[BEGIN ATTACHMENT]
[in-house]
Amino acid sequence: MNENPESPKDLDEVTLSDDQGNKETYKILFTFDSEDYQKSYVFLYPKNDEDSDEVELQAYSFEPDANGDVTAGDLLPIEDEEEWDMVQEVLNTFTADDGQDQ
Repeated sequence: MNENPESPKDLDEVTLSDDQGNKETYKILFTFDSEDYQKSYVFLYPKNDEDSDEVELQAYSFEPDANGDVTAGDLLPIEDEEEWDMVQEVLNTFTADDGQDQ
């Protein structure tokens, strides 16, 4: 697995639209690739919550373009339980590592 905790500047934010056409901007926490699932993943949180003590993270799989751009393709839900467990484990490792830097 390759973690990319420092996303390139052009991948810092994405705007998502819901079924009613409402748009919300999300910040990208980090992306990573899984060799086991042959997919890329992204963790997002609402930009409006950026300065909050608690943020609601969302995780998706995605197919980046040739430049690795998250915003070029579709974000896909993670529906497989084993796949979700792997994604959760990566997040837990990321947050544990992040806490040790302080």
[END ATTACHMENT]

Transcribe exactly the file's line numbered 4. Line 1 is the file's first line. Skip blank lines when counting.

């Protein structure tokens, strides 16, 4: 697995639209690739919550373009339980590592 905790500047934010056409901007926490699932993943949180003590993270799989751009393709839900467990484990490792830097 390759973690990319420092996303390139052009991948810092994405705007998502819901079924009613409402748009919300999300910040990208980090992306990573899984060799086991042959997919890329992204963790997002609402930009409006950026300065909050608690943020609601969302995780998706995605197919980046040739430049690795998250915003070029579709974000896909993670529906497989084993796949979700792997994604959760990566997040837990990321947050544990992040806490040790302080």